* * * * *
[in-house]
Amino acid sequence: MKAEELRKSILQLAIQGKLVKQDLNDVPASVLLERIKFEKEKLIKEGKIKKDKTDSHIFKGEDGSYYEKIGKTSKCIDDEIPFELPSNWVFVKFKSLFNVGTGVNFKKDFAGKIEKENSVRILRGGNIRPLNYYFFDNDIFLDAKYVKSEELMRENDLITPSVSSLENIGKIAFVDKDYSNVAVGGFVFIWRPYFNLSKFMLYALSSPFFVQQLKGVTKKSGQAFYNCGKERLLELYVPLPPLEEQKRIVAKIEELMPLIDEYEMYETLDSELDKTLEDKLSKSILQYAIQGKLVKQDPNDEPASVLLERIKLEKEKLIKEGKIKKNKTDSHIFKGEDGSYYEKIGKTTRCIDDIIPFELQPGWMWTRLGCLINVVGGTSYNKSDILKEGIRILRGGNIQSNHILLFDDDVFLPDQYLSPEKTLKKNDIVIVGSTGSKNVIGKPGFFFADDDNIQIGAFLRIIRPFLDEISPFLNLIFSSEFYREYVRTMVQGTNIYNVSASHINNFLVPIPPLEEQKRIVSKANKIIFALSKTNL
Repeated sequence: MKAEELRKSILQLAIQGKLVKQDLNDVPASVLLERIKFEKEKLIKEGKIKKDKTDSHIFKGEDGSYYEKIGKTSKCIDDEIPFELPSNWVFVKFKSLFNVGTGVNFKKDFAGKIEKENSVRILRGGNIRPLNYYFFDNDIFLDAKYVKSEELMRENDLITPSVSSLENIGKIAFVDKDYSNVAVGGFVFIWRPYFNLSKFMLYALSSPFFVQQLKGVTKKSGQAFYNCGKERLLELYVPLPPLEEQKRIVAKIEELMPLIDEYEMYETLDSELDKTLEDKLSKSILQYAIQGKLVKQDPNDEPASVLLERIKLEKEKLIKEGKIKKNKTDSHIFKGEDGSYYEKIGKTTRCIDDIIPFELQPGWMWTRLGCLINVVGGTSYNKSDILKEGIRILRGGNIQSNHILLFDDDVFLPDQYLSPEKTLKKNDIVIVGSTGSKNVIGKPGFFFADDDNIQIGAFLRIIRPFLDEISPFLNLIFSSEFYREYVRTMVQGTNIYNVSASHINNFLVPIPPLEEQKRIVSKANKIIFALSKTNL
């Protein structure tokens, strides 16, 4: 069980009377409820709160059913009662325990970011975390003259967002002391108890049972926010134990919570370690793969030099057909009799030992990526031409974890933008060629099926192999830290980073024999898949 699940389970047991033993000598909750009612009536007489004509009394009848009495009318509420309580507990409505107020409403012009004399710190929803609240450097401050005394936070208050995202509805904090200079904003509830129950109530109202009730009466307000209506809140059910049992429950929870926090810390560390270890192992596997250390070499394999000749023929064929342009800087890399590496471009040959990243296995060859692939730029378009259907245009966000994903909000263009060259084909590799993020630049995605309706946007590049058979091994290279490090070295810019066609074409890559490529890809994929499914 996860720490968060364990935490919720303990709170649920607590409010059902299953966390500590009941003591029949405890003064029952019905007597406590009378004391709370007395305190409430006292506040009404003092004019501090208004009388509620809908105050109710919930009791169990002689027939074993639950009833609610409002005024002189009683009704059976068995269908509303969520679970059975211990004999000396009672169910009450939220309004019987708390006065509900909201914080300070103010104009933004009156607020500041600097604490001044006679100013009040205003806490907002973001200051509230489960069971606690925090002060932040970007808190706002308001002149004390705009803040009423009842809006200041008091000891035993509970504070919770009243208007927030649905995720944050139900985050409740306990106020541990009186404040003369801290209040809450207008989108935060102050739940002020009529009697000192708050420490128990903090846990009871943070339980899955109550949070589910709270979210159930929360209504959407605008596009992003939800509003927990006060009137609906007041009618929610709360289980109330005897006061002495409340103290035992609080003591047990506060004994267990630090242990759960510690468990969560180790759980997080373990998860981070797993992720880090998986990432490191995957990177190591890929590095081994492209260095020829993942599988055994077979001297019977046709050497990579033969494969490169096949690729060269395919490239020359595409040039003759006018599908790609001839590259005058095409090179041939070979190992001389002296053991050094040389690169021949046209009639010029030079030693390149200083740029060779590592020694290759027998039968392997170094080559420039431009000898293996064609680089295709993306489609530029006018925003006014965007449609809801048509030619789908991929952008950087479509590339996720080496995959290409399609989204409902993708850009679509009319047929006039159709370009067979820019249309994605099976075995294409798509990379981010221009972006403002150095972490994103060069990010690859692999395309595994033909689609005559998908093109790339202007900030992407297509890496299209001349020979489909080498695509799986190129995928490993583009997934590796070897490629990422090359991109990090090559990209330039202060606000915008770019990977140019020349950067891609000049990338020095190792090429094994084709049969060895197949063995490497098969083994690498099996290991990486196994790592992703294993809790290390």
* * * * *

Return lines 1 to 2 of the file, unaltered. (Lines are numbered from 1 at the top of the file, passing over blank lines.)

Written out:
[in-house]
Amino acid sequence: MKAEELRKSILQLAIQGKLVKQDLNDVPASVLLERIKFEKEKLIKEGKIKKDKTDSHIFKGEDGSYYEKIGKTSKCIDDEIPFELPSNWVFVKFKSLFNVGTGVNFKKDFAGKIEKENSVRILRGGNIRPLNYYFFDNDIFLDAKYVKSEELMRENDLITPSVSSLENIGKIAFVDKDYSNVAVGGFVFIWRPYFNLSKFMLYALSSPFFVQQLKGVTKKSGQAFYNCGKERLLELYVPLPPLEEQKRIVAKIEELMPLIDEYEMYETLDSELDKTLEDKLSKSILQYAIQGKLVKQDPNDEPASVLLERIKLEKEKLIKEGKIKKNKTDSHIFKGEDGSYYEKIGKTTRCIDDIIPFELQPGWMWTRLGCLINVVGGTSYNKSDILKEGIRILRGGNIQSNHILLFDDDVFLPDQYLSPEKTLKKNDIVIVGSTGSKNVIGKPGFFFADDDNIQIGAFLRIIRPFLDEISPFLNLIFSSEFYREYVRTMVQGTNIYNVSASHINNFLVPIPPLEEQKRIVSKANKIIFALSKTNL